An automatic marshaller stub accepts the data on the server side and, in the case of the “real” COM servers, executes the call. The same method, the via bi-com both directions of data are possible at all times, is used for callbacks. This means that, above the communication layer, the (COM) communication is symmetrical even though it is based on an asymmetrical communications protocol (HTTP).

In summary, the system and method transmit data via data networks, especially the Internet, in particular data for controlling and monitoring an automation system 5. A method or a system is proposed for a bidirectional user data connection, even behind firewalls, via the Internet in both directions, including from a client 1, which is not visible as a server on the Internet, in which a first connection request for setting up a first transmission channel 6 a, 7 a, 8 a is transmitted to a C&M server 4 of an automation system 5 from a first data processing device of a client 1, in particular from a control and monitoring system 1, via a data connection 6, 7, 8, in particular an Internet connection. A response to this takes place via a second transmission channel 6 b, 7 b, 8 b. A usage duration of the data connection 6, 7, 8, which is unlimited in time, is ensured by transmitting apparent data, to maintain the data connection 6, 7, 8, for example, even when user data are not available or by transmitting information to the client 1 which informs the client 1 that a transmission of user data is still intended. This results in a permanently open data connection 6, 7, 8 via which the C&M server 4 and thus the automation system 5 can transmit data asynchronously to the client 1 and thus to the C&M system 1 at any time and independently of actions of the client 1.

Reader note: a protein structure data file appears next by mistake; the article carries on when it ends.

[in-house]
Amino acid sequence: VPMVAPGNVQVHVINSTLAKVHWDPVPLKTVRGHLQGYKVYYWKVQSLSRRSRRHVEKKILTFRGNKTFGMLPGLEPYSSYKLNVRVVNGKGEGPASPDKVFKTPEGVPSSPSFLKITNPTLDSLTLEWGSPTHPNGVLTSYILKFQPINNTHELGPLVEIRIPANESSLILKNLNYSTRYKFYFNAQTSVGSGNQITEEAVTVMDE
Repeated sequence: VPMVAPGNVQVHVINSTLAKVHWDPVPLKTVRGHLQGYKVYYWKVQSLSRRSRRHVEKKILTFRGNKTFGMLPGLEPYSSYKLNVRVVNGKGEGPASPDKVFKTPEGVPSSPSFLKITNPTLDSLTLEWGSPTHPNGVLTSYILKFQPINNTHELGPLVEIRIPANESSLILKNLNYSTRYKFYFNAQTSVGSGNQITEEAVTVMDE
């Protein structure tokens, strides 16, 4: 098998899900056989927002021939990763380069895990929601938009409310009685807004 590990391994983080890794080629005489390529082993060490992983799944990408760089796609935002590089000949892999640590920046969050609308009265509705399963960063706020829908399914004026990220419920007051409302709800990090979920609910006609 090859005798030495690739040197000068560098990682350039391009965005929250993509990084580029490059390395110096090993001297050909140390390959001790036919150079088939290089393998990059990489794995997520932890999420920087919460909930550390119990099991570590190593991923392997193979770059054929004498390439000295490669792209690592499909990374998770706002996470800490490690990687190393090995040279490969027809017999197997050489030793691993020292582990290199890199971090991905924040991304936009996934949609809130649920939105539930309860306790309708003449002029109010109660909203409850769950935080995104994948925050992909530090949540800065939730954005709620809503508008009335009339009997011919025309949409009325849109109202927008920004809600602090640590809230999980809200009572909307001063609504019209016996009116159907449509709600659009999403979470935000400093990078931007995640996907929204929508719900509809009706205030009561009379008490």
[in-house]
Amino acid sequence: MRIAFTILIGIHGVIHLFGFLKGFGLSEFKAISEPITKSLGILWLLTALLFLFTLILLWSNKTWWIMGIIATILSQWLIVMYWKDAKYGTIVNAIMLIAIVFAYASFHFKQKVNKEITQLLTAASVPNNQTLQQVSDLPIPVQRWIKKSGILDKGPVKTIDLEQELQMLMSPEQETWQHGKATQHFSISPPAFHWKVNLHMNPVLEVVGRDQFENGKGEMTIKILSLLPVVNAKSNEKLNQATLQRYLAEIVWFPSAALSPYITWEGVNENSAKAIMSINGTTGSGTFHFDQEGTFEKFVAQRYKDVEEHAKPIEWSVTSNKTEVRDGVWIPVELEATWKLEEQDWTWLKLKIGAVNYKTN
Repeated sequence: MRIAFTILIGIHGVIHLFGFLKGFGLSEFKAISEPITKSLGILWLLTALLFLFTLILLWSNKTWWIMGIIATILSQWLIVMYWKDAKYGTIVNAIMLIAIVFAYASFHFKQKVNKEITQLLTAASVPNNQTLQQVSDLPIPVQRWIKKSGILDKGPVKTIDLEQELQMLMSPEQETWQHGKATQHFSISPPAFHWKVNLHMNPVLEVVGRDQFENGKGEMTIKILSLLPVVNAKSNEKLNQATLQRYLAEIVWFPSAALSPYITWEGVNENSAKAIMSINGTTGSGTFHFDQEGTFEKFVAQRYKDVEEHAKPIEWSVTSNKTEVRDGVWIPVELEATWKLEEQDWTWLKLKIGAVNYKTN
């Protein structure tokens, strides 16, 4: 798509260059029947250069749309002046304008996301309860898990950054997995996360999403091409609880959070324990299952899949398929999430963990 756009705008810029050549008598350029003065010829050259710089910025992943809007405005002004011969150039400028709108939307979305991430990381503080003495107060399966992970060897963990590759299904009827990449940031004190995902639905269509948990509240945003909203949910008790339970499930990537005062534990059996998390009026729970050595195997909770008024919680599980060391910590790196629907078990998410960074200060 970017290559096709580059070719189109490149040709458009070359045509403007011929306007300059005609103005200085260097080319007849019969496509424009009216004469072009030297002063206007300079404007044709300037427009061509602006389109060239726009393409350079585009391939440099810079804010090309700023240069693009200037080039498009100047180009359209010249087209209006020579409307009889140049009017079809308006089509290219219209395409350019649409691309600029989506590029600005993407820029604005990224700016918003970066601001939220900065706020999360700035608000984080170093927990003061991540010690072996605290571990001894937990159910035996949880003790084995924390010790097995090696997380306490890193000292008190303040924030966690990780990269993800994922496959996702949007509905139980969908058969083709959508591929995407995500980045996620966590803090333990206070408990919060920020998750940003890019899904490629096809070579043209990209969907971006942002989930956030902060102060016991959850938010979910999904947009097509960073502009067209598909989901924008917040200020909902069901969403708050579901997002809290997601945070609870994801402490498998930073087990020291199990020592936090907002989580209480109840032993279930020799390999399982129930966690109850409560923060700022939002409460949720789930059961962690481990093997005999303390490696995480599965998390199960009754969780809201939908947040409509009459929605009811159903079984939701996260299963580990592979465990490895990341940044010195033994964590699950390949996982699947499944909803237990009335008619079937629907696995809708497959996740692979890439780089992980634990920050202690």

The invention has been described in detail with particular reference to preferred embodiments thereof and examples, but it will be understood that variations and modifications can be effected within the spirit and scope of the invention.

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US20110078255 *Sep 30, 2009Mar 31, 2011Andrei RadulescuMethod and system for managing a connection in a connection oriented in-order delivery environment
US20110078313 *May 26, 2010Mar 31, 2011St-Ericsson SaMethod and system for managing a connection in a connection oriented in-order delivery environment
Classifications
U.S. Classification1/1, 709/224, 709/223, 707/999.001
International ClassificationH04L12/56, G06F17/30, H04L29/06, G06F13/00
Cooperative ClassificationH04L63/02, Y10S707/99931
European ClassificationH04L63/02
Legal Events
DateCodeEventDescription
Sep 13, 2012FPAYFee payment
Year of fee payment: 4
Jun 9, 2003ASAssignment
Owner name: SIEMENS AKTIENGESELLSCHAFT, GERMANY
Free format text: ASSIGNMENT OF ASSIGNORS INTEREST;ASSIGNORS:BAUER, THOMAS;HEYMANN, ROLAND;SCHMOLKA, HEINZ-CHRISTOPH;AND OTHERS;REEL/FRAME:014213/0209;SIGNING DATES FROM 20030103 TO 20030127